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Elevation of Alanine Aminotransferase Activity Occurs after Activation of the Cell-Death Signaling Initiated by Pattern-Recognition Receptors ‎but before Activation of Cytolytic Effectors in NK or CD8+ T Cells in the Liver During Acute HCV Infection
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Details:
  • Pubmed ID:
    27788241
  • Pubmed Central ID:
    PMC5082795
  • Document Type:
  • Collection(s):
  • Description:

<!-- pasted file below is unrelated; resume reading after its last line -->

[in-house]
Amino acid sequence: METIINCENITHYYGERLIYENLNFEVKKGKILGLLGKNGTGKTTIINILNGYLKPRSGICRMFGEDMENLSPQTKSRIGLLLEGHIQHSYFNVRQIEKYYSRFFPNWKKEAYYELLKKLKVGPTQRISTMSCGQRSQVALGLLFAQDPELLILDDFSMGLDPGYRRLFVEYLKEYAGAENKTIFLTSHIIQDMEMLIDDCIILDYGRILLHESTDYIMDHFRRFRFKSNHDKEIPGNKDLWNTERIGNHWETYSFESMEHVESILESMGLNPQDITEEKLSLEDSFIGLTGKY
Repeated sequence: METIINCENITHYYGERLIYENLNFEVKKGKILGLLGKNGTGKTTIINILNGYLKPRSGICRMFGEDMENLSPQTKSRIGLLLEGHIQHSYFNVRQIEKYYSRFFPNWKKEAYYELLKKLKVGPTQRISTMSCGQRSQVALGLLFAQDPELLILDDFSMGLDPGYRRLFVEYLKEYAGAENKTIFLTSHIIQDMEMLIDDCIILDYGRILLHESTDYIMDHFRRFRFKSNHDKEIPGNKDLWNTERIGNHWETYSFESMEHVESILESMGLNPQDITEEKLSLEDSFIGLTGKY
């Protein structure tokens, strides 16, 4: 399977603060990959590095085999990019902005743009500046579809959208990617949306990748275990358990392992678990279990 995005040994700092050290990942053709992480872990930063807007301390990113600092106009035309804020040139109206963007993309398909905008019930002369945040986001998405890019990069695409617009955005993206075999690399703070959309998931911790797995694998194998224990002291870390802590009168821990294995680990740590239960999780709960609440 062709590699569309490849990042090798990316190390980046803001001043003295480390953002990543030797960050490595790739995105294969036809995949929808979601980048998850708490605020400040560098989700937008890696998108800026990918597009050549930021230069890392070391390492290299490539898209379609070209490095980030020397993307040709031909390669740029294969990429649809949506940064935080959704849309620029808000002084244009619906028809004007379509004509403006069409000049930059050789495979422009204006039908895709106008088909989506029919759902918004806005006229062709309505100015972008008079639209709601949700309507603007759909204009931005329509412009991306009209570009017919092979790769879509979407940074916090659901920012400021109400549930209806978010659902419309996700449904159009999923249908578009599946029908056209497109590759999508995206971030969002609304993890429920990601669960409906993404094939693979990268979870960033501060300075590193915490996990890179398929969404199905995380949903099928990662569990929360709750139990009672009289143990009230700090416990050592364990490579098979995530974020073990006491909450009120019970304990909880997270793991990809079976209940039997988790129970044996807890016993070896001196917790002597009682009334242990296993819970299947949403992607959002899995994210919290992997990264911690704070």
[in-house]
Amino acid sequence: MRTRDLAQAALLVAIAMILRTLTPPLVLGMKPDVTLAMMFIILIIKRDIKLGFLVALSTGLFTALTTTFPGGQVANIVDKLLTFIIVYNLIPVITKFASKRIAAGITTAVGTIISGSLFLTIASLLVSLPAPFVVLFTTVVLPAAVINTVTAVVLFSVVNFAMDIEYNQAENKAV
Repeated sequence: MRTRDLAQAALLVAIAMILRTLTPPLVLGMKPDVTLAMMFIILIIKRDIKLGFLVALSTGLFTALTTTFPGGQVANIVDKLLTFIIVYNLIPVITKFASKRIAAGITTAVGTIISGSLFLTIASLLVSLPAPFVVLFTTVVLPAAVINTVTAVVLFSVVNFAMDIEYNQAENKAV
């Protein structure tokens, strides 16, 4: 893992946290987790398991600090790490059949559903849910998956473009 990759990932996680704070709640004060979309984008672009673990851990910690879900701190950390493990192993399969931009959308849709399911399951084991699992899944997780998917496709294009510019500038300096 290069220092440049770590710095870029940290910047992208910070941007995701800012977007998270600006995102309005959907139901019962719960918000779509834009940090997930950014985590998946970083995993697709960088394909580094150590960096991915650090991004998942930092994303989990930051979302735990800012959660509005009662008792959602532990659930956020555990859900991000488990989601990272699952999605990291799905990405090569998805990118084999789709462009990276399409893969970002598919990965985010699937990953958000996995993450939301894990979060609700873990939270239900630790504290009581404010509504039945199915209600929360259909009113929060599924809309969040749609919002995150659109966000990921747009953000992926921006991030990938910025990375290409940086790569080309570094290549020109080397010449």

Pattern-recognition receptors (PRRs) promote host defenses against HCV infection by binding to their corresponding adapter molecules leading to the initiation of innate immune responses including cell death. We investigated the expression of PRR genes, biomarkers of liver cell-death, and T cell and NK cell activation/inhibition-related genes in liver and serum obtained from three experimentally infected chimpanzees with acute HCV infection, and analyzed the correlation between gene expression levels and clinical profiles. Our results showed that expression of hepatic RIG-I, TLR3, TLR7, 2OAS1, and CXCL10 mRNAs was upregulated as early as 7 days post-inoculation and peaked 12 to 83 days post-inoculation. All of the three HCV infected chimpanzees exhibited significant elevations of serum alanine aminotransferase (ALT) activity between 70 and 95 days after inoculation. Elevated levels of serum cytokeratin 18 (CK-18) and caspases 3 and 7 activity coincided closely with the rise of ALT activity, and were preceded by significant increases in levels of caspase 3 and caspase 7 mRNAs in the liver. Particularly we found that significant positive auto-correlations were observed between RIG-I, TLR3, CXCL10, 2OAS1, and PD-L1 mRNA and ALT activity at 3 to 12 days before the peak of ALT activity. However, we observed substantial negative auto-correlations between T cell and NK cell activation/inhibition-related genes and ALT activity at 5 to 32 days after the peak of ALT activity. Our results indicated cell death signaling is preceded by early induction of RIG-I, TLR3, 2OAS1, and CXCL10 mRNAs which leads to elevation of ALT activity and this signaling pathway occurs before the activation of NK and T cells during acute HCV infection. Our study suggests that PRRs and type I IFN response may play a critical role in development of liver cell injury related to viral clearance during acute HCV infection.